‘Something there is that doesn’t love a wall,” wrote the poet Robert Frost. But lately, that “something” hasn’t been the U.S. military. From Baghdad to Tall Afar, our military has been busily constructing walls between and around Iraqi neighborhoods. In Baghdad, 12-foot-high walls now separate Sunni and Shiite communities. Broken by narrow checkpoints, the walls turn Baghdad into dozens of replica Green Zones, dividing neighbor from neighbor and choking off normal commerce and communications.
The military isn’t building walls as a training exercise, of course. The walls are meant to make it harder for militias, insurgents and death squads to coordinate and reach their intended victims. With enough troops and enough concrete, the theory goes, you can keep the bad guys from operating effectively and gradually reduce the sectarian violence that has been tearing Iraq apart.
So far, it looks as if the wall-building strategy is paying dividends. Civilian deaths in Iraq are down significantly. And though 2007 has been the deadliest year of the war for U.S. troops, attacks on them have dropped sharply in recent months. After so many years of escalating violence, it’s almost eerie.
How do Iraqis feel about the walls springing up around their neighborhoods? Mixed, unsurprisingly: relieved by the lull in violence but dismayed by the cost. “Iraq is a prison, and now I live in my own little prison,” one Iraqi told the Christian Science Monitor. “We are not free; our neighborhood is barricaded,” complained another.
It’s against this backdrop that we should evaluate the success of the Bush administration’s troop “surge” in Iraq. Yes, violence is down. Some of that is because of the surge itself: More troops -- and smarter counterinsurgency tactics -- have indeed translated into a reduction in violence. But violence also is down because the process of “sectarian cleansing” is nearing completion: Sunnis have been driven out of Shiite neighborhoods, Shiites out of Sunni neighborhoods, the Kurds have retaken their own historic territories and smaller minorities have been shoved to the side.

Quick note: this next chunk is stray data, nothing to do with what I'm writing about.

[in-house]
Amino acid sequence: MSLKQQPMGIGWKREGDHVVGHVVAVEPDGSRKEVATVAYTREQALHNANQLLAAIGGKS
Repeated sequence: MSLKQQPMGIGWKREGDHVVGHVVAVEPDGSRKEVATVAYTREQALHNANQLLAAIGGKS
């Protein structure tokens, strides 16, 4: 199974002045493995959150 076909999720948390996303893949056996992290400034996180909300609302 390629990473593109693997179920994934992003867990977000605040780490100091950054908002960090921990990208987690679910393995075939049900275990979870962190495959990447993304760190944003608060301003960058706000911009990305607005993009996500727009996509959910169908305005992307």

Over the last year, sectarian cleansing has often occurred with reluctant American connivance. Our troops have watched helplessly as neighbors have driven out neighbors, and the walls that U.S. troops build help freeze the new sectarian boundaries in place. In Washington, the administration still speaks of a unified Iraqi central government and “national reconciliation,” but in practice, we’ve gained a respite from violence in part because we’ve given up on reconciliation and accepted sectarian segregation as the new status quo.
In other words, for all the early rhetoric about benchmarks, “political progress” and reconciliation, the truth is that most Washington insiders accept that we’re heading toward a different and much grimmer version of Iraq. As Joost Hiltermann of the International Crisis Group comments: “Iraq is moving in the direction of a failed state, with competing centers of power run by warlords and militias. The central government has no political control whatsoever beyond Baghdad, maybe not even beyond the Green Zone.”
We used to say we wanted freedom and democracy. But these days, we’ll settle for more warlords, more segregation and fewer bodies.
Don’t get me wrong -- given our tragic early blunders in Iraq, and the diminishing likelihood that the Bush administration will launch a diplomatic surge to match the military surge, it may be that what we’re getting is, in fact, the best that we or the Iraqis can hope for: a divided state in which squabbling groups are kept physically apart until, someday, they can manage to simply coexist. Sectarian segregation isn’t ideal, but it beats genocide.
The wall-building impulse -- the impulse to separate groups that don’t get along -- is a time-honored one, as familiar to grade-school teachers as it is to counterinsurgency experts. But it has always had a darker side. Historically, the same impulse brought us Indian reservations and apartheid-driven Bantustans. It gave us the Berlin Wall. At its most paranoid and extreme, it led to the Warsaw Ghetto and concentration camps.
“Good fences make good neighbors,” insists Robert Frost’s smug neighbor in “Mending Walls,” a poem in which two men rebuild the broken stone wall that marks their rural property line. And maybe that’s right. Frost wrote “Mending Wall” in 1915, as nationalism and ethnic rivalries tore Europe apart. But meditating on the wall-building impulse, Frost also imagined, superimposed on his stolid New England neighbor, a darker image:
I see him there,
Bringing a stone grasped firmly by the top
In each hand, like an old-stone savage armed.
He moves in darkness as it seems to me,
Not of woods only and the shade of trees.
He will not go behind his father’s saying,
And he likes having thought of it so well
He says again, “Good fences make good neighbors.”
Iraq today also still moves in darkness. We should be glad of the lull in violence, but if stability in Iraq depends on miles of concrete walls and an indefinite U.S. occupation, that’s not “victory.” It’s defeat.